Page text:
Gotta agree with Morgan. The ump’s job in that situation is not to decide whether the ball is playable. A Gold Glove defender was making a play on a ball within inches of his glove. The logic of the ruling was retrograde at best.

  3. Abby Sciuto said...

    Morgan, you’re lame ass joke about me wasn’t funny the first twelve times you tried it.  Stop it.  And quit bitching about the home run call.  It makes you look pedantic and petty.  The ball had home run distance and it would have landed beyond the outstretched glove of Reddick (and I know, because I ran the data).

    Go beat Verlander and that hapless hitting squad from Detroit in game 5, if you want to move on.

  4. Morgan Conrad said...

    Dear Abby,

    I thought it was a compliment that only you could have run the forensics.  In any case, I have moved on to jokes about the umpires needing PhDs in physics and supercomputers.

    However, since you did not dispute the facts of my argument, that the fan did interfere and that Reddick was attempting a catch, I will declare victory, stop griping, and move on.

  5. Joe Geshel said...

    I watched the replays from every angle shown.  Reddick could not have caught the ball.  Period.  It was out of his reach.  It went over his outreached glove.  As it did so, it was well beyond the yellow railing.  Two feet perhaps.  In addition, the fans missed the ball.  It hit the green barrier first then it was touched.  It was a home run first and then “interfered” with second.  The right call was made.  The right call was confirmed.

  6. Shane Tourtellotte said...

    After looking at the rulebook myself, I have to conclude that the call was correct, though there is some ambiguity.  From the Rule 3.16 Comment:

    “No interference shall be allowed when a fielder reaches over a fence, railing, rope, or into a stand to catch a ball.  He does so at his own risk.  However, should a spectator reach out on the playing field side of such fence, railing or rope, and plainly prevent the fielder from catching the ball, then the batsman should be called out for the spectator’s interference.”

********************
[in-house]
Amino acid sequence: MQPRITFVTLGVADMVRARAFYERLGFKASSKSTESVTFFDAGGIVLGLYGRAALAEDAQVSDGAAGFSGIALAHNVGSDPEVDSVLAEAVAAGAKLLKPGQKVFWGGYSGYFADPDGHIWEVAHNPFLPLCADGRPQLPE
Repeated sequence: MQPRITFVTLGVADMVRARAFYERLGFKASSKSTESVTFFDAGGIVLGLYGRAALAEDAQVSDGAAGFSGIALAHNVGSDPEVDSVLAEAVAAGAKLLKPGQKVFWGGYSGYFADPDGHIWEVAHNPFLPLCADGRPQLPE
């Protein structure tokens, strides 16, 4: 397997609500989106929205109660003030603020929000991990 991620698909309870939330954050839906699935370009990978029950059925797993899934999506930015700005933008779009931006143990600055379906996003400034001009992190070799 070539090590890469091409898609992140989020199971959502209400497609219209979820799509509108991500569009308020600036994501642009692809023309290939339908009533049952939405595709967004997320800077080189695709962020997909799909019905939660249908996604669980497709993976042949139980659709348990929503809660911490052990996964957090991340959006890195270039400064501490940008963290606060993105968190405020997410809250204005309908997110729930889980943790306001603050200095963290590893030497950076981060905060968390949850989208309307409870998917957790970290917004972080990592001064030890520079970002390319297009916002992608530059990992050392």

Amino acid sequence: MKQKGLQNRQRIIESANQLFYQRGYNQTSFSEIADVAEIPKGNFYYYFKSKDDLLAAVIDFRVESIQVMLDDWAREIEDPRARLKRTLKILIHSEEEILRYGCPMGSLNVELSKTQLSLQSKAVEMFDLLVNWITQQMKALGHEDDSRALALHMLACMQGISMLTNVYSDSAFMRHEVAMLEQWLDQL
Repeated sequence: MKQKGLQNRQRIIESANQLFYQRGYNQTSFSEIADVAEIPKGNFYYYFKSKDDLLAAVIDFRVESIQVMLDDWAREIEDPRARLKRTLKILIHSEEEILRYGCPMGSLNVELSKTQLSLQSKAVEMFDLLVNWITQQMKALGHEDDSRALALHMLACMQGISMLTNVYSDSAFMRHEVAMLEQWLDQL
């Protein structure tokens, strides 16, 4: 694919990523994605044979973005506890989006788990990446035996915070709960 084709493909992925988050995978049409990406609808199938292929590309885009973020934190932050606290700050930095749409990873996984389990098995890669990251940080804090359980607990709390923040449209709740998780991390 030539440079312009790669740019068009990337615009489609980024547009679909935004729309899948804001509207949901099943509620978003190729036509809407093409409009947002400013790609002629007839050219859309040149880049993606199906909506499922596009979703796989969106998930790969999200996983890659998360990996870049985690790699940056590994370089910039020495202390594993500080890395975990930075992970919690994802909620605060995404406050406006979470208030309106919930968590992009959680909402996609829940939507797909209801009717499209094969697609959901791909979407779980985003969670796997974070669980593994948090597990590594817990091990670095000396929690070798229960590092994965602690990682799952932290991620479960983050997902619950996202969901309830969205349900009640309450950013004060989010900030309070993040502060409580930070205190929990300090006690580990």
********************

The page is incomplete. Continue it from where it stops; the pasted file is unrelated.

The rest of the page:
At the point where Reddick attempted the catch, there is a padded wall with a yellow home-run line at its top, then a few feet beyond it is a metal fence in front of the actual stands.  Reddick reached over the wall; the fan reached over the fence; both had their hands in the unoccupied space between.  Reddick reached over the wall, so by the letter of the comment there should be no interference:  it’s akin to the Bartman play in 2003.  But the fan did reach onto the playing field side of the fence, though it wasn’t actually over the field.  One could argue by later letter of the comment that he was thus liable to be called for interference—if he plainly prevented Reddick from catching the ball.

    The two sections of the comment are in conflict with each other, though the former part probably has the stronger case.  Also, the fan plainly prevented the attempt at a catch, but I couldn’t say for sure whether Reddick was going to bring it in.  This may matter or may not, depending how you interpret the semantics of the comment.  The example given, as Morgan noted, does point to the attempt itself being sufficient.  The “Approved Ruling” that is part of 3.16 says that if interference “clearly prevents a fielder from catching,” it shall be called.

    There’s more room for debate here than there ought to be, mainly because there are two barriers between the field and the fans:  the added separation ironically confounds the rulebook.  I think the umpires reached the sensible conclusion that, once the ball is out of the field of play, it’s fair game.

  7. Shane Tourtellotte said...

    And now that I see the play again on replay in today’s game, it’s looking rather different from what I remembered.  The ball was likely not past the padded wall when the interference came.  The analysis kinda loses its importance when the premises under which it is taken prove faulty.

    All I can say is, I am staying up way too late watching these games.

  8. Morgan Conrad said...


    Thanks for looking with (hopefully) less biased eyes than me and Joe.  From what I’ve read on followups on other sites (e.g. http://www.closecallsports.com/2013/10/alds-game-4-oak-det-fan-interference.html) it seems that the unbiased feeling is that spectator interference DID occur – they touched the ball on the “field” side of the imaginary line.

    Then the question is whether Reddick could have caught the ball, and as I have been arguing, whether it matters by the rules.  I suspect that somebody will do some video tape analysis (not my imaginary Abby Sciuto) of the play, and if you hear of any, please put up a post on Hardball Times.